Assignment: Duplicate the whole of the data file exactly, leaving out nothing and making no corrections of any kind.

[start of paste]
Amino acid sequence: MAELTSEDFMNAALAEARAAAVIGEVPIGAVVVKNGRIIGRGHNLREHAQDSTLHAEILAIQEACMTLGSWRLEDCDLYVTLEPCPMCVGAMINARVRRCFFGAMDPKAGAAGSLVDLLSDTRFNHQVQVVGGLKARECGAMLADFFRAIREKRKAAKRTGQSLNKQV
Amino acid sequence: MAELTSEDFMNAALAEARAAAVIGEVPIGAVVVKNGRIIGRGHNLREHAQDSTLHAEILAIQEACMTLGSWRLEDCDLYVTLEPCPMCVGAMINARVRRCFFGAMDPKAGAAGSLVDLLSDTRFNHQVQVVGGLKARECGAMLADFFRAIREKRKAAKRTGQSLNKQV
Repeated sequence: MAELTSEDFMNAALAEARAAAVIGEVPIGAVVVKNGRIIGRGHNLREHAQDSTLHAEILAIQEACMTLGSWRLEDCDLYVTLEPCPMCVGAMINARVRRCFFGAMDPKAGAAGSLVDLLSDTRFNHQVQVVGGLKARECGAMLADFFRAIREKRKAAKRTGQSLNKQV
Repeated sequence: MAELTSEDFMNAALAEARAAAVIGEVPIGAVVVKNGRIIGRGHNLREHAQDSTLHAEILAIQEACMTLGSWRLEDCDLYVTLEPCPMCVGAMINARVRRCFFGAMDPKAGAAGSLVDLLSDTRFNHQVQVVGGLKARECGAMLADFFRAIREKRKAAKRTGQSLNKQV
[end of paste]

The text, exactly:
Amino acid sequence: MAELTSEDFMNAALAEARAAAVIGEVPIGAVVVKNGRIIGRGHNLREHAQDSTLHAEILAIQEACMTLGSWRLEDCDLYVTLEPCPMCVGAMINARVRRCFFGAMDPKAGAAGSLVDLLSDTRFNHQVQVVGGLKARECGAMLADFFRAIREKRKAAKRTGQSLNKQV
Amino acid sequence: MAELTSEDFMNAALAEARAAAVIGEVPIGAVVVKNGRIIGRGHNLREHAQDSTLHAEILAIQEACMTLGSWRLEDCDLYVTLEPCPMCVGAMINARVRRCFFGAMDPKAGAAGSLVDLLSDTRFNHQVQVVGGLKARECGAMLADFFRAIREKRKAAKRTGQSLNKQV
Repeated sequence: MAELTSEDFMNAALAEARAAAVIGEVPIGAVVVKNGRIIGRGHNLREHAQDSTLHAEILAIQEACMTLGSWRLEDCDLYVTLEPCPMCVGAMINARVRRCFFGAMDPKAGAAGSLVDLLSDTRFNHQVQVVGGLKARECGAMLADFFRAIREKRKAAKRTGQSLNKQV
Repeated sequence: MAELTSEDFMNAALAEARAAAVIGEVPIGAVVVKNGRIIGRGHNLREHAQDSTLHAEILAIQEACMTLGSWRLEDCDLYVTLEPCPMCVGAMINARVRRCFFGAMDPKAGAAGSLVDLLSDTRFNHQVQVVGGLKARECGAMLADFFRAIREKRKAAKRTGQSLNKQV